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Saturday, September 6, 2014

Top Seeds Giron, Loeb Win American Collegiate Invitational at US Open

©Colette Lewis 2014--
Flushing Meadows, NY--

UCLA's Marcos Giron and University of North Carolina's Jamie Loeb are assured of returning to New York for the 2015 US Open after capturing the titles at the inaugural American Collegiate Invitational Saturday at the USTA Billie Jean King National Tennis Center.

Top seed Loeb won the battle of the New Yorkers, beating University of Virginia junior Julia Elbaba 7-5, 6-1, while Giron, also the top seed, dismissed Peter Kobelt of Ohio State 6-1, 6-3 on a hot, humid and breezy afternoon on the new West courts of the National Tennis Center.

Loeb defeated Jennifer Brady of UCLA 6-3, 6-4 in Thursday's opening round in the eight-player draw, then earned her place in the final with a convincing 6-3, 6-1 over 2014 NCAA champion Danielle Collins of Virginia.

Against Elbaba, not just a recent ACC rival but an opponent that dates back to their days in the 12s in the Eastern section, Loeb started slowly, and neither woman held serve in their first three attempts.  Loeb held her next three service games, however, and that was enough to give her the 61-minute first set, breaking Elbaba at 5-6.

"We both struggled with our first serve and our serve in general," said Loeb, who hit nine aces, but only put in 47 percent of her first serves. "Once I held, it kind of gave me a little bit more confidence. By the second set, I felt very confident in my serve."

Elbaba noticed the difference once Loeb had secured the opening set.

"As soon as she won that set, she was playing with a lot of confidence," said Elbaba, who lost to Loeb 6-1, 7-5 in their only collegiate meeting last year. "She was playing freely, loose. I was just trying to get my way back in, but I couldn't."

"We had some grueling games," said Loeb, who has returned to Chapel Hill for her sophomore year after being named ITA Player of the Year for the 2013-2014 season. "And it definitely took a toll on me physically. I was getting a little tired, but I just tried to slow down, play smart points. I made some loose errors, but getting that break gave me my second wind."

Loeb said the second game of the second set, when she broke Elbaba for the fifth time in the match, was a key factor in her victory.

"After I won that second game, that really gave me the momentum the rest of the match," Loeb said.

Loeb, who was disappointed she did not receive a US Open qualifying wild card after her historic freshman season, is happy to have assured herself one for 2015 and can get a main draw wild card if she reaches 150 in the WTA rankings at the August 2015 cutoff date for entry.

"I'm very happy," said Loeb, who stayed at home in Ossining, New York during the tournament. "Even though it wasn't this year at least I'll be getting it next year. I'm losing some points from qualifying last year, so I'll probably drop to 570 or so, but at least I don't have the pressure of thinking how am I going to get to the US Open, thinking I have to win NCAAs. At least I know I'm in qualifying for sure."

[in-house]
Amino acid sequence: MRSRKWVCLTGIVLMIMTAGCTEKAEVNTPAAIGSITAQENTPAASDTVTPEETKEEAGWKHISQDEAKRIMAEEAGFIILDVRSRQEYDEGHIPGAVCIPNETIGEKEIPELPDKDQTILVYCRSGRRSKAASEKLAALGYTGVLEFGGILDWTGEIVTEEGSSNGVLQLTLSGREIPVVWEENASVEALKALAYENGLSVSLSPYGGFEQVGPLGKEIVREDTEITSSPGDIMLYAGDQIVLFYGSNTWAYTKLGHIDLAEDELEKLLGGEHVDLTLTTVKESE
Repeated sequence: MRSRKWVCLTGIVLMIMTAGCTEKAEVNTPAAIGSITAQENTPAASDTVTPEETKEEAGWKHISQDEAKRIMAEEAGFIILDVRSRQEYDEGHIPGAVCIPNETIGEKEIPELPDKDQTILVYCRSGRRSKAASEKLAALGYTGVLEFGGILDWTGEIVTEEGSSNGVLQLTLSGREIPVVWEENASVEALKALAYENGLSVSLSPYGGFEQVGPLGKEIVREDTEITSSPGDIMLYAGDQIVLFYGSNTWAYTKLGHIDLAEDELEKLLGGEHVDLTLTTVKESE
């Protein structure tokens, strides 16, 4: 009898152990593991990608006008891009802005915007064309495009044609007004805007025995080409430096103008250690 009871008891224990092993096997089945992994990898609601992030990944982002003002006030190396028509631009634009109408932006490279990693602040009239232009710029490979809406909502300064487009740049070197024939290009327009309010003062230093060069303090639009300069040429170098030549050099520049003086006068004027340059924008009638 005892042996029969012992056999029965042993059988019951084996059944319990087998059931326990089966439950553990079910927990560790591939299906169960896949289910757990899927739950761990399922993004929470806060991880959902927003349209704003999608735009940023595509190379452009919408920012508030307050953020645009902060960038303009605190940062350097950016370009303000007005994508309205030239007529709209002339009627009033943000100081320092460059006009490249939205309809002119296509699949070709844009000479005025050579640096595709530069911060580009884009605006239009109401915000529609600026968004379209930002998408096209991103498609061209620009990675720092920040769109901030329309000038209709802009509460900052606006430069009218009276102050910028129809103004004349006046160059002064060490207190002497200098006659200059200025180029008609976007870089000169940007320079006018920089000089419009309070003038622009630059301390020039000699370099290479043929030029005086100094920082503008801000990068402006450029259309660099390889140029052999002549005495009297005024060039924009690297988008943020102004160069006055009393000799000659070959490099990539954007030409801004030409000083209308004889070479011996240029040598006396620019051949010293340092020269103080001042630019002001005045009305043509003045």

Giron, who played in the main draw this year as NCAA champion, losing to John Isner in the first round 7-6(5), 6-2, 7-6(2), believes he can reach the 250 ATP ranking required to turn his qualifying wild card into a main draw.

"It's a great opportunity," said Giron, who turned pro after his junior year at UCLA. "You have to prove yourself out there on the tour, that you're able to hang with the professionals and move up the ladder. You have to earn your spot. I definitely think it's attainable. It's been a steep learning curve, the first couple months of professional tennis, but I'm definitely grasping it and I think as long as I keep working hard and keep improving, staying healthy, I definitely think I should be top 250 by next year."

Against Kobelt, who completed his eligibility at Ohio State this spring, Giron was rolling along in the first set, leading 5-1 with Kobelt serving at 15-40.  Then the rains came, and after Kobelt saved one break point, play was suspended, not an ideal time for either player.

"At that point I was a little worried," said Giron, who had beaten Raymond Sarmiento of USC and Alex Sarkissian of Pepperdine to reach the final. "I was like, oh my goodness, you've got to be kidding me, I'm returning 5-1, 30-40 break point. You've got to take advantage of your opportunities when you get them, and all of a sudden I have all the momentum. But I was able to go back to the locker room, stay focused and keep high energy and that was very helpful."

"I would have liked to be at deuce rather than 30-40," said the 6-foot-7 Kobelt. "I can't really complain, but it might have given me a fresh start. I think we were both fully energized, and that's just part of tennis. You have to come out of the gates playing the way you want to play. Sometimes it's tricky, but hats off to Marcos."

Kobelt's serve is his calling card and he did have ten aces in the 63-minute match, but he gave credit to Giron for returning well.

"I served maybe hit or miss in the first set," said Kobelt. "Marcos wasn't missing any returns, making me play on all my second serves, and he was doing a great job of it. Obviously I would have liked to do everything better."

Giron said his 7-6(3) 6-3 win over Sarmiento and his 1-6, 6-1, 6-4 win over Sarkissian helped him in today's final.

"The first few matches against Ray and Alex were very close matches and they got me mentally tough," said the 21-year-old from Thousand Oaks, California. "Having to play good tennis on the big points and coming through. Those two matches really gave me a lot of momentum coming into today playing Peter. I came out very sharp today and didn't let up. I'm very happy with the way I played."

For additional coverage of the tournament, see this article at usopen.org and this recap from Steve Pratt.